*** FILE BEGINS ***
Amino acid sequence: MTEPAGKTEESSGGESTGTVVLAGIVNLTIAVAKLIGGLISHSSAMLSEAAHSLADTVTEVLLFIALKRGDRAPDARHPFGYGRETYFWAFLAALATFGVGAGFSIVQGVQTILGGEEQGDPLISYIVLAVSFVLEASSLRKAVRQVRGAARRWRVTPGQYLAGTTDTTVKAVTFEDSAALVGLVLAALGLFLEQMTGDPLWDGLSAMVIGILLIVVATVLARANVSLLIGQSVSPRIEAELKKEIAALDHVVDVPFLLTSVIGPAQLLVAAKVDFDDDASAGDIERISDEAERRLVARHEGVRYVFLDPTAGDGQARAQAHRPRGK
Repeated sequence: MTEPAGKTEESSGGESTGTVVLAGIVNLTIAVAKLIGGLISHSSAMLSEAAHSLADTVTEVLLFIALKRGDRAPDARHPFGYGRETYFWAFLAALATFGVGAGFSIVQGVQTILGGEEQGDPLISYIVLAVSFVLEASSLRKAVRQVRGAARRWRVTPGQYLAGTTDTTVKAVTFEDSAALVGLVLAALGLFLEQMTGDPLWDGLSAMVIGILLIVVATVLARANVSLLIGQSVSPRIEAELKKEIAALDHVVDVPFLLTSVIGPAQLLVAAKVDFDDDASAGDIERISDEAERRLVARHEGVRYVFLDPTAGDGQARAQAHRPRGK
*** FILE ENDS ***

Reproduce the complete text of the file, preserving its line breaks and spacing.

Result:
Amino acid sequence: MTEPAGKTEESSGGESTGTVVLAGIVNLTIAVAKLIGGLISHSSAMLSEAAHSLADTVTEVLLFIALKRGDRAPDARHPFGYGRETYFWAFLAALATFGVGAGFSIVQGVQTILGGEEQGDPLISYIVLAVSFVLEASSLRKAVRQVRGAARRWRVTPGQYLAGTTDTTVKAVTFEDSAALVGLVLAALGLFLEQMTGDPLWDGLSAMVIGILLIVVATVLARANVSLLIGQSVSPRIEAELKKEIAALDHVVDVPFLLTSVIGPAQLLVAAKVDFDDDASAGDIERISDEAERRLVARHEGVRYVFLDPTAGDGQARAQAHRPRGK
Repeated sequence: MTEPAGKTEESSGGESTGTVVLAGIVNLTIAVAKLIGGLISHSSAMLSEAAHSLADTVTEVLLFIALKRGDRAPDARHPFGYGRETYFWAFLAALATFGVGAGFSIVQGVQTILGGEEQGDPLISYIVLAVSFVLEASSLRKAVRQVRGAARRWRVTPGQYLAGTTDTTVKAVTFEDSAALVGLVLAALGLFLEQMTGDPLWDGLSAMVIGILLIVVATVLARANVSLLIGQSVSPRIEAELKKEIAALDHVVDVPFLLTSVIGPAQLLVAAKVDFDDDASAGDIERISDEAERRLVARHEGVRYVFLDPTAGDGQARAQAHRPRGK